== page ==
06 June 2010

notes from a magical island

The name alone sounds like something out of a fanciful children’s story: Zanzibar. After the Lost finale I thought I had permanently lost my ability to believe in magical islands, but Zanzibar is making me believe all over again.

In addition to being a tropical paradise, Zanzibar is a cultural melting pot. Strategically located along Indian Ocean trading routes, Zanzibar has seen wave after wave of foreign influences, including Portuguese, Arab, Indian, and British. While the continent was being carved up among European powers, Zanzibar was colonized by the Middle East. More accurately, it became a part of the Sultanate of Oman, and the Omani Arabs liked it so much that at one point the Sultan’s court was moved here. As a result, Zanzibar’s historic Stone Town has a decidedly Middle Eastern feel, and the overwhelming majority of Zanzibaris are Muslim. They are also among the friendliest and most laid-back people you will meet anywhere. Even the most assertive of the street vendors are pretty genial, and I regularly walk around Stone Town with my laptop bag around my shoulder. That says a lot about how safe it is here, given that in Dar I was feeling a bit of the post-mugging PTSD from Cameroon.

Magical island or not, I am here for work and not for play. One component of my internship is helping implement a survey in Zanzibar, and I’m here with a nice little research team consisting of an American consultant hired by headquarters (Sam), a Zanzibari consultant (Fadhil), my co-intern for the summer (Elana), and yours truly. The pilot interviews went amazingly well, but for the last few days we’ve been bogged down with a lot of back-and-forth with DC about revisions to the survey instrument. As a result, we’re several days behind schedule and antsy to get going in earnest. That said, I can’t complain too much about the work environment. Most days we’ve set up shop in a hotel restaurant/bar with a killer view of the Indian Ocean, and the other night I had my first-ever conference call in a hookah lounge.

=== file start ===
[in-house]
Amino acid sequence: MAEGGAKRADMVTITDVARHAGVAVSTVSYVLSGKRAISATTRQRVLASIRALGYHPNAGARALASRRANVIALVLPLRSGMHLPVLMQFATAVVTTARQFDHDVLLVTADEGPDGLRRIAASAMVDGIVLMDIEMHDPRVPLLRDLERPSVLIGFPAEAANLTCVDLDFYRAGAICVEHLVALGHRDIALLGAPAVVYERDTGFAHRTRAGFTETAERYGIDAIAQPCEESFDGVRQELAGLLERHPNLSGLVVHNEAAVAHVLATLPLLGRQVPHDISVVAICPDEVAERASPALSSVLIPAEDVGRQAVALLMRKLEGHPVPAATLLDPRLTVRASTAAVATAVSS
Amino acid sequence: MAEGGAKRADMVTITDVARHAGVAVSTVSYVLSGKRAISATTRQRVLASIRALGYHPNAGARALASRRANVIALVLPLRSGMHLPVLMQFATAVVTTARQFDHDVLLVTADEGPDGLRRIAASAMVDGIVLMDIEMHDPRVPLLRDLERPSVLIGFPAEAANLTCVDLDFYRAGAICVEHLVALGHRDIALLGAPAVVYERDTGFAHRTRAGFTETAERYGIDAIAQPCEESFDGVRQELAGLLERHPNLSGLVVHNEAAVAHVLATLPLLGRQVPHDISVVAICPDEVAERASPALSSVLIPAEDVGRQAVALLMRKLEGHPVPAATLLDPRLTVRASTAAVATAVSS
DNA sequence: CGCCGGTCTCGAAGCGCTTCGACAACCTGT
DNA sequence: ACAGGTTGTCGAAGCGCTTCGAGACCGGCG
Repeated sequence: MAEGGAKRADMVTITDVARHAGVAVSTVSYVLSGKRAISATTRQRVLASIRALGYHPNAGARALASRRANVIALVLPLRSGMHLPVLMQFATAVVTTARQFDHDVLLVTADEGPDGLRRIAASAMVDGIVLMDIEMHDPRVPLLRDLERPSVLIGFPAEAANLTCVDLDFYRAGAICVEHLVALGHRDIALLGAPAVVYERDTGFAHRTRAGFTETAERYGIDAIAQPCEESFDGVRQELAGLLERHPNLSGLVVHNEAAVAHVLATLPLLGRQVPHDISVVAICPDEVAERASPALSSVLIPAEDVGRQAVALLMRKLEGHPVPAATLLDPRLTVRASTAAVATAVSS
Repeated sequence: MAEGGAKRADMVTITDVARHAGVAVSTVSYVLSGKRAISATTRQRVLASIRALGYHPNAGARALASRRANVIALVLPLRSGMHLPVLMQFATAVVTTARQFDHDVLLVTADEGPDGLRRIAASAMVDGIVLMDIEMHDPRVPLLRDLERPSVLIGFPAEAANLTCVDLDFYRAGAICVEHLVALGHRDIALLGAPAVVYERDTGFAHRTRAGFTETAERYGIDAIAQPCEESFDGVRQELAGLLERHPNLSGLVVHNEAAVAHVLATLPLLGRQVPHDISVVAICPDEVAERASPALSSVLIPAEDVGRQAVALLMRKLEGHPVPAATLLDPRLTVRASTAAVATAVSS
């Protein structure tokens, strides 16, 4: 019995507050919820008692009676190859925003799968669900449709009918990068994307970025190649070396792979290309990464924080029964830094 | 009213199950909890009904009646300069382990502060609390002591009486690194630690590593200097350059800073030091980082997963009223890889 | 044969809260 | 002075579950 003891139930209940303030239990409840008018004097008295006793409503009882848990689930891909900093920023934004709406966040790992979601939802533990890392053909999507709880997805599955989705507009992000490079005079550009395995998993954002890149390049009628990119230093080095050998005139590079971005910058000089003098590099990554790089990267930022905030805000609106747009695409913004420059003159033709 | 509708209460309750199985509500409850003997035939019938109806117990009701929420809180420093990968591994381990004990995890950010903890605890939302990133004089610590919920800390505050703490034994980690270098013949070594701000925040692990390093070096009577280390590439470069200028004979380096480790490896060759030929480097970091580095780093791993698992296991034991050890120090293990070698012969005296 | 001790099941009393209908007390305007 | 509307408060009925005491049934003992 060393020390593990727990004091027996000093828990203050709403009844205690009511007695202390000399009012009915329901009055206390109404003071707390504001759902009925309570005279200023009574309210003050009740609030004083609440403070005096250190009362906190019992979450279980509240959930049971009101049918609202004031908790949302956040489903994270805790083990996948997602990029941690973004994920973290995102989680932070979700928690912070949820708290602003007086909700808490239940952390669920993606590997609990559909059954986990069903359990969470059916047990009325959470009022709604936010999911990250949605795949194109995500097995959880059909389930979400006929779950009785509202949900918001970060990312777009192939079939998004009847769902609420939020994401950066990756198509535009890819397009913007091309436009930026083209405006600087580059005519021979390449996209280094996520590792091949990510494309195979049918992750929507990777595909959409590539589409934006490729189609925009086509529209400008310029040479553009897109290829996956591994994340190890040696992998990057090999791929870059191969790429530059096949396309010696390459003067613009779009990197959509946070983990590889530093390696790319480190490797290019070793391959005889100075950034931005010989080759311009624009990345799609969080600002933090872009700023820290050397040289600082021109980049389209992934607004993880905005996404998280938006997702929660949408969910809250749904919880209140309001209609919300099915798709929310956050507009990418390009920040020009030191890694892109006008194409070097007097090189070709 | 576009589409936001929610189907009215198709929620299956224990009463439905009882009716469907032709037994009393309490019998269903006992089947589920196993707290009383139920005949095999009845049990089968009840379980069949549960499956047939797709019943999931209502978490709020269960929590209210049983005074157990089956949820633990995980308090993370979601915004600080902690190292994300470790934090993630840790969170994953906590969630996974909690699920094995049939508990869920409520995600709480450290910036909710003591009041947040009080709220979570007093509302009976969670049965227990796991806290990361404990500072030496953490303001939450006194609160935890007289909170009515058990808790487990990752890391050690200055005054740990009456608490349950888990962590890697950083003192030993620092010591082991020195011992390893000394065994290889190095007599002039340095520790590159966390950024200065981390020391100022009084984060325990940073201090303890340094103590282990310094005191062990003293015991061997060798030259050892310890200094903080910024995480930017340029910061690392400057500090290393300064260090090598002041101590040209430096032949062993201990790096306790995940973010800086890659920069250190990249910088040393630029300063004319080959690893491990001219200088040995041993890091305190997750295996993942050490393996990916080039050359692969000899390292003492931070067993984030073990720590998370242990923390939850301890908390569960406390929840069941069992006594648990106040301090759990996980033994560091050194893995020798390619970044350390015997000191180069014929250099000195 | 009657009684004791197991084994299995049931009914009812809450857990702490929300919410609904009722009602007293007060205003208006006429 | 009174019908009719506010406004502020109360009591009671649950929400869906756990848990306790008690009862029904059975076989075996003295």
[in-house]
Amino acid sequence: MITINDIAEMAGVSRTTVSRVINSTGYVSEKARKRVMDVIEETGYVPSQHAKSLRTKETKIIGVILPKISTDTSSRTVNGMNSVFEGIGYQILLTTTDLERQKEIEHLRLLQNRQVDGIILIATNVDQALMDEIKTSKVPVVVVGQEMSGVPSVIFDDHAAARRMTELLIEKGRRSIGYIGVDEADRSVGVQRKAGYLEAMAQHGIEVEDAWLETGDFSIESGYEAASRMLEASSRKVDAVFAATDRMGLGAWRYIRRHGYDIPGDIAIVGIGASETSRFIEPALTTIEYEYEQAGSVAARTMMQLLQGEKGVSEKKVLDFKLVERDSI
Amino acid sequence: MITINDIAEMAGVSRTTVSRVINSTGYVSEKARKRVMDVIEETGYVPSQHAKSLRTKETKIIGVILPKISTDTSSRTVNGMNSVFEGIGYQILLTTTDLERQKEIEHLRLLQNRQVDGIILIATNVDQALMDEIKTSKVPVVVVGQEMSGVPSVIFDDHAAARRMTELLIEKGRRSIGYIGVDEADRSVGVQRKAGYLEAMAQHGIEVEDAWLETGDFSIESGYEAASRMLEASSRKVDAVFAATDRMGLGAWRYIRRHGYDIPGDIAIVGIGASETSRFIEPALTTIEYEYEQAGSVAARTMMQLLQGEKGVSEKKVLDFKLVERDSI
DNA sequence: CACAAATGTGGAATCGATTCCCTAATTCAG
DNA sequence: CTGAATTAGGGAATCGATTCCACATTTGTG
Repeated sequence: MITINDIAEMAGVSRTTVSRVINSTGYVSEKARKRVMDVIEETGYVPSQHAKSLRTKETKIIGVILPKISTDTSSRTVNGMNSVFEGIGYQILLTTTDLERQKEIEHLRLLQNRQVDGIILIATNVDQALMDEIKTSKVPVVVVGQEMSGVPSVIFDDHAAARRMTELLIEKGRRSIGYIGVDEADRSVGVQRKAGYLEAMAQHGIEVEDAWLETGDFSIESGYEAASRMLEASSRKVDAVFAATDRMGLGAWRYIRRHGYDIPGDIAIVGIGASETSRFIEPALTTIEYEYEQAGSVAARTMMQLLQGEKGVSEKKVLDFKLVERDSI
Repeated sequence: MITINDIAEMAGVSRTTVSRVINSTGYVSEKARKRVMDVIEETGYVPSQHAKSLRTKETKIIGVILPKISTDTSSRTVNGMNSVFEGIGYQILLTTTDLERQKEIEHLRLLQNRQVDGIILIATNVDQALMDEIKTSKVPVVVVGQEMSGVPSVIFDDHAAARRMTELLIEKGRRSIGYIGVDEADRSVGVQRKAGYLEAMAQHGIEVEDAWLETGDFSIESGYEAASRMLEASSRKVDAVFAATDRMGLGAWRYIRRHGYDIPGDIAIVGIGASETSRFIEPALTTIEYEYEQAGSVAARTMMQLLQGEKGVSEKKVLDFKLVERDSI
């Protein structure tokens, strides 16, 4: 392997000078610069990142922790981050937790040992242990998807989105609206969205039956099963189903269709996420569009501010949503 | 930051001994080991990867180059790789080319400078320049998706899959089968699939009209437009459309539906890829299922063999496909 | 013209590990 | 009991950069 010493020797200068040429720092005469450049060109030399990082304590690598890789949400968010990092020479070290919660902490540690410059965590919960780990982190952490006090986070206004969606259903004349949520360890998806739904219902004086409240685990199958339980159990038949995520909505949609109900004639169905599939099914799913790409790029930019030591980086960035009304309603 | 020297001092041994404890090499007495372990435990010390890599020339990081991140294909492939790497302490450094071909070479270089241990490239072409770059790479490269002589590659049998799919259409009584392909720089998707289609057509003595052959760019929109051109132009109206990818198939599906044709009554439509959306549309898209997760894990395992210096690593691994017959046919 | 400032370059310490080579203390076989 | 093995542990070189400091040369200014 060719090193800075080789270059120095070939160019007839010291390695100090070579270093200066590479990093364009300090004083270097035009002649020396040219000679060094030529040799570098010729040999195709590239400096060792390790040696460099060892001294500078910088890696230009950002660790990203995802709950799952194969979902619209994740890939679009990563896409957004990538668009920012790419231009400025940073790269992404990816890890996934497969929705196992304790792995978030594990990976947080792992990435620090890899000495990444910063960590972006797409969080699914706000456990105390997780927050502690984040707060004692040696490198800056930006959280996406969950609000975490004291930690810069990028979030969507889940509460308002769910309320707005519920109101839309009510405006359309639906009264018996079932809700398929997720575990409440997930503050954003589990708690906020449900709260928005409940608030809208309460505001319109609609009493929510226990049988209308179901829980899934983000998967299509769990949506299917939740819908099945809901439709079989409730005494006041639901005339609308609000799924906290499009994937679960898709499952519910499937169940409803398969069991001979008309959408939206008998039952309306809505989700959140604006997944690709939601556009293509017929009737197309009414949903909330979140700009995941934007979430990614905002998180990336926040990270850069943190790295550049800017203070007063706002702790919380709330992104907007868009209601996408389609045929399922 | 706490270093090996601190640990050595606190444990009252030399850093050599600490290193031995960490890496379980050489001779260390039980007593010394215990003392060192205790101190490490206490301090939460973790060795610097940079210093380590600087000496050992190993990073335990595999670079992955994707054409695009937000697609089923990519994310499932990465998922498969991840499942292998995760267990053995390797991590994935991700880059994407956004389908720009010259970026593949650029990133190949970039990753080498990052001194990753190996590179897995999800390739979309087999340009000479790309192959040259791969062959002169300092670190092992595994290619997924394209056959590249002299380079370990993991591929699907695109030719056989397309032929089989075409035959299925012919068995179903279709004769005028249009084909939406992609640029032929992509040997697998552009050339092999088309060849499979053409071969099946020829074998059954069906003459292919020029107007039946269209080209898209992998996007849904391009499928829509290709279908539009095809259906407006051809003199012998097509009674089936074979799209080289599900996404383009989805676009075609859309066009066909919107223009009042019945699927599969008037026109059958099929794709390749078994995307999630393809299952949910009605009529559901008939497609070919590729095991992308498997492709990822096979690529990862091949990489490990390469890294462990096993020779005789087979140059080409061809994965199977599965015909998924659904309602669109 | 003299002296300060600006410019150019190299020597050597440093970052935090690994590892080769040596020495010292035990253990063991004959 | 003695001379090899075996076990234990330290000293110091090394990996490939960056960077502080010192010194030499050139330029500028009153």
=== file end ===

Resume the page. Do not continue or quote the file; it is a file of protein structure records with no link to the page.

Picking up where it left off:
This has been my first time interacting in a significant way with a conservative Muslim society. While strolling through the narrow streets of Stone Town, you can frequently hear the call to prayer from a nearby mosque or children singing at an Islamic school. Most Zanzibari women wear some kind of headscarf, and a sizable minority wear the full burqa, with only their eyes showing. To avoid offending the locals, tourists are advised to keep their shoulders covered and not to show too much leg anywhere outside of the beach. During Ramadan, I am told, it is difficult to find food anywhere in town during the day.

Unfortunately, the enchantment came to a crashing halt the other night. I met a Zanzibari woman who just came home from a year of teaching Swahili in the U.S. on a Fulbright grant. She is a friend of Elana’s, and she and her husband joined us for a visit Zanzibar’s famous night market. Smart and charismatic and bursting with energy, she gave me a few rapid-fire, impromptu lessons as we strolled around the lamp-lit stalls selling seafood and sugar cane juice and Zanzibar “pizza.” Elana told me that she would be working as a secondary school teacher here for a shockingly small salary, and I asked Elana if she plans to do any individual tutoring on the side, since I have a tutor on the mainland but not on the island. Elana had already asked on my behalf, but the response that as a man, I wouldn’t be able to see her unless Elana or another woman accompanied me. I was even more astonished to learn that the day we saw her was her first outside the house in the week since she’d come back to Zanzibar (though to be fair, she’d been receiving dozens of guests at home). I don’t have much insight about how she feels about any of this and I don’t want to project my opinions onto her, but it depresses me to imagine what kind of opportunities even a woman of her caliber is routinely denied.

I’ll be here for at least another week, so more pictures and stories to come soon!

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